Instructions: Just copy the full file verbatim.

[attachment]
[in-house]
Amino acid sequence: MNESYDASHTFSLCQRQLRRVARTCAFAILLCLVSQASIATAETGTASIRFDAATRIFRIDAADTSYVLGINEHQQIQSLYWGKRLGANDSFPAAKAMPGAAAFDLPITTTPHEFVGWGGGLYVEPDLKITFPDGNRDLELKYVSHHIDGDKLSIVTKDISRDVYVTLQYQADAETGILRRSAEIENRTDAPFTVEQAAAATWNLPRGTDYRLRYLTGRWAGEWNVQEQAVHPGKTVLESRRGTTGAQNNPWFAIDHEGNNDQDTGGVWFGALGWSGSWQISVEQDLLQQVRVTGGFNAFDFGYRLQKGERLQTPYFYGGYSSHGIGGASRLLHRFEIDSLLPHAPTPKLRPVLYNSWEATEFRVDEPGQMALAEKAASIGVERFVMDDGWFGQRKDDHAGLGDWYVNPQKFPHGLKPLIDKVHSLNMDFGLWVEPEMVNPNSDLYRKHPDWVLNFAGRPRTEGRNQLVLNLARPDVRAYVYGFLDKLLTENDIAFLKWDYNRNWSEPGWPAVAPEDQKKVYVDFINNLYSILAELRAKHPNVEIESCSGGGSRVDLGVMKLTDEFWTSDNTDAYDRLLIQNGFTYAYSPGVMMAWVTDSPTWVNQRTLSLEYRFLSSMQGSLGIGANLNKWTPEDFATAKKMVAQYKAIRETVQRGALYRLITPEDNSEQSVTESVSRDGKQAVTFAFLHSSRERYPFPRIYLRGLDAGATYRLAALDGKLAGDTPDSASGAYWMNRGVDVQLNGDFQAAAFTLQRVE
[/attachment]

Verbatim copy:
[in-house]
Amino acid sequence: MNESYDASHTFSLCQRQLRRVARTCAFAILLCLVSQASIATAETGTASIRFDAATRIFRIDAADTSYVLGINEHQQIQSLYWGKRLGANDSFPAAKAMPGAAAFDLPITTTPHEFVGWGGGLYVEPDLKITFPDGNRDLELKYVSHHIDGDKLSIVTKDISRDVYVTLQYQADAETGILRRSAEIENRTDAPFTVEQAAAATWNLPRGTDYRLRYLTGRWAGEWNVQEQAVHPGKTVLESRRGTTGAQNNPWFAIDHEGNNDQDTGGVWFGALGWSGSWQISVEQDLLQQVRVTGGFNAFDFGYRLQKGERLQTPYFYGGYSSHGIGGASRLLHRFEIDSLLPHAPTPKLRPVLYNSWEATEFRVDEPGQMALAEKAASIGVERFVMDDGWFGQRKDDHAGLGDWYVNPQKFPHGLKPLIDKVHSLNMDFGLWVEPEMVNPNSDLYRKHPDWVLNFAGRPRTEGRNQLVLNLARPDVRAYVYGFLDKLLTENDIAFLKWDYNRNWSEPGWPAVAPEDQKKVYVDFINNLYSILAELRAKHPNVEIESCSGGGSRVDLGVMKLTDEFWTSDNTDAYDRLLIQNGFTYAYSPGVMMAWVTDSPTWVNQRTLSLEYRFLSSMQGSLGIGANLNKWTPEDFATAKKMVAQYKAIRETVQRGALYRLITPEDNSEQSVTESVSRDGKQAVTFAFLHSSRERYPFPRIYLRGLDAGATYRLAALDGKLAGDTPDSASGAYWMNRGVDVQLNGDFQAAAFTLQRVE